Husband is used to my projects and is really just happy when they’re finished and off the coffee table. So, when he saw me start on this project he merely nodded with approval at its simplicity and scowled at the spray paint. Apparently, some humans find toxic fumes irritating…
Another thing humans find irritating: Fire. Because of this, every home should be equipped with an easy to find fire extinguisher. Every adult in your home should also read and understand the usage directions for your fire extinguisher; not all extinguishers can be used on all fire types. But once you have the right fire extinguisher for your room is its helpful, directional signage going to clash with the rest of your hard decorating work?
Not if you make the sign yourself. (Also, the sign could go anywhere and just be a decorative misdirection.)
If you’re interested in making similar safety signage for your home, follow the tutorial below.
(This was previously posted on my site In Case of Survival)
Step 1: Materials
- Acrylic paint or spray paint
- File folder
- Sponge paint brush
- X-acto knife (or similar tool)
- Desired safety sign symbol
- 12×12 metal square (or other surface that you choose to use as a sign)
- Optional – spray on clear coat
Step 2: Step 1: Print Your Symbol
Step 3: Step 2: Affix Your Printout to the File Folder
Step 4: Step 3: Cut Your Stencil
Using your x-acto knife, carefully cut the outline of the symbol out pressing hard enough to go through the folder. You want to leave a negative where the symbol was.
Step 5: Step 4: Tape Your Stencil to the Metal Square in the Desired Position
You can center your image, as though replicating the original. Or, you can position it any way you like, including only partially on the surface in a kind of exaggeratedly cropped way.
I chose to place my stencil in the bottom right corner, because I like the way it looked and I plan for it to be placed relatively low with the the extinguisher possibly obscuring part of it. I also lined up those straight edges of the flames with the edge of the metal so they didn’t look so abrupt.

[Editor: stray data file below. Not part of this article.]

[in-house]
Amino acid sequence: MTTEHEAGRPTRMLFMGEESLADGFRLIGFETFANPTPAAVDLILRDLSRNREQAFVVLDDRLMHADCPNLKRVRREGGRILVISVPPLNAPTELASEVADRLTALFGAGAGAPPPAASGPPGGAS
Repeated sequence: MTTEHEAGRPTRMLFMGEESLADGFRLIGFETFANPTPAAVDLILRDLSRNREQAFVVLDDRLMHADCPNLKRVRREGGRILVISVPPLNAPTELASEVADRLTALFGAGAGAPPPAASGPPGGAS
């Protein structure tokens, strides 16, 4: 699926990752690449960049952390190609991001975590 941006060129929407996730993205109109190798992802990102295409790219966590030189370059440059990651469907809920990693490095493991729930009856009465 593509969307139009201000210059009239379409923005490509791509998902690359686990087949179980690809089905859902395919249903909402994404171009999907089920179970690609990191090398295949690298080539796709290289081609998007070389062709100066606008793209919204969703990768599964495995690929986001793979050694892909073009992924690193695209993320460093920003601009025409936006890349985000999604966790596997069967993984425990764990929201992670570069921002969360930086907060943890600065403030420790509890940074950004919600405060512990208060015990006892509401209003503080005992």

Step 6: Step 4.5: If You Use Spray Paint, Cover the Parts of Your Surface That the Stencil Doesnât Cover
I had planned to use spray paint but then I realized I didn’t want the slightly increased effort it takes and the whining it causes in Husband. “I can’t breath,” He says. “Please, open a window,” He moans. “That stuff is toxic,” He chides. (All these things are true and other people shouldn’t actually ignore them like I do – wear a mask, only use spray paint in well ventilated or outdoor areas, and don’t inflict toxic fumes on others against their will.)
Also, sometimes when you use spray paint with stencils you get a bit of lift form the air and the lines aren’t the crispest. I wanted crisp lines so I used acrylic paint in a tube instead.
Step 7: Step 5: Paint Inside the Lines
With acrylic paint:
Do not use gobs of paint. When you push gobs of paint around, you’ll likely end up pushing it under the stencil in some spots as it’s just resting on top of the surface in most places
Do not use sweeping motions. This will not only create an odd looking texture but it will also get paint under your stencil. Just tap lightly with the tip of the brush all over the open are an along the edges.
With spray paint:
Do not spray at an angle. If you can, place your surface with the stencil affixed upright and spray with the can held parallel
Do not spray heavily. A heave coat of spray paint will create drips and seepage. Drips with spray art should be controlled and intentional; seepage with stencil art is when the excess paint goes under the stencil and spreads in an ugly blobby way.
Step 8: Step 5.5: After About 15 Minutes, Paint Again
Step 9: Step 5.75 (or 9.5*): If You Have the Means and Feel the Desire, Spray a Clear Coat Over the Paint Before Removing the Stencil.
Step 10: Step 6: Let Dry for a Bit But Not Completely
Step 11: Step 7: Carefully Remove Stencil
Start with a corner. Remove your tape first and then ease your stencil up . It might stick in spots or have stray paint underneath that will spread if you just pull it in any which direction.
Also, if you’re careful, you can reuse your stencil and be the crazy relative who makes homemade safety signs as Holiday gifts (If this happens, let me know so we can start a club).
Step 12: Step 8: Let Dry Completely
Step 13: Step 9: Touch Up If You Can
I don’t actually know for sure what to use to touch up stray paint. I’ll admit, I globed in a spot and I had some paint seepage. Husband thought I’d cut myself on the metal when I let out a scream about it.
How’d I touch up my stray paint?
I used q-tips and gel hand sanitizer. It was what I had and it worked surprisingly well with a bit of control and attention to detail.
Step 14: Step 10: Youâre Done With Your Piece and Ready to Start Decorating With Safety.
(It’s not on my wall, because my kitchen is currently mid-renovation…)
*I actually did my touching up and then put the stencil back over the piece and then sprayed the clear coat